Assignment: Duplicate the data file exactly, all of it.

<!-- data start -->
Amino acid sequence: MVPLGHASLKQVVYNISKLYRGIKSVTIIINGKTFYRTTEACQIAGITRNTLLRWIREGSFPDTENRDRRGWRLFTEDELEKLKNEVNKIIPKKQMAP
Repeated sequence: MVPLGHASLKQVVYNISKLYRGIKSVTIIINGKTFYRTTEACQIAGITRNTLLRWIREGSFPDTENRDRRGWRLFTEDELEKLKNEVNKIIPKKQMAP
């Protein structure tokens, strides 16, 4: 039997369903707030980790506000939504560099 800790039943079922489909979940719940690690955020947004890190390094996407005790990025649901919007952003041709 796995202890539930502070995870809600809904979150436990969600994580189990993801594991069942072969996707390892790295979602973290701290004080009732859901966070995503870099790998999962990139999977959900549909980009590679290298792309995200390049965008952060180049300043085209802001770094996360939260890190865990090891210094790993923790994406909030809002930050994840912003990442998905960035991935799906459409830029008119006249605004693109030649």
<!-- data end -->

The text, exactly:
Amino acid sequence: MVPLGHASLKQVVYNISKLYRGIKSVTIIINGKTFYRTTEACQIAGITRNTLLRWIREGSFPDTENRDRRGWRLFTEDELEKLKNEVNKIIPKKQMAP
Repeated sequence: MVPLGHASLKQVVYNISKLYRGIKSVTIIINGKTFYRTTEACQIAGITRNTLLRWIREGSFPDTENRDRRGWRLFTEDELEKLKNEVNKIIPKKQMAP
């Protein structure tokens, strides 16, 4: 039997369903707030980790506000939504560099 800790039943079922489909979940719940690690955020947004890190390094996407005790990025649901919007952003041709 796995202890539930502070995870809600809904979150436990969600994580189990993801594991069942072969996707390892790295979602973290701290004080009732859901966070995503870099790998999962990139999977959900549909980009590679290298792309995200390049965008952060180049300043085209802001770094996360939260890190865990090891210094790993923790994406909030809002930050994840912003990442998905960035991935799906459409830029008119006249605004693109030649």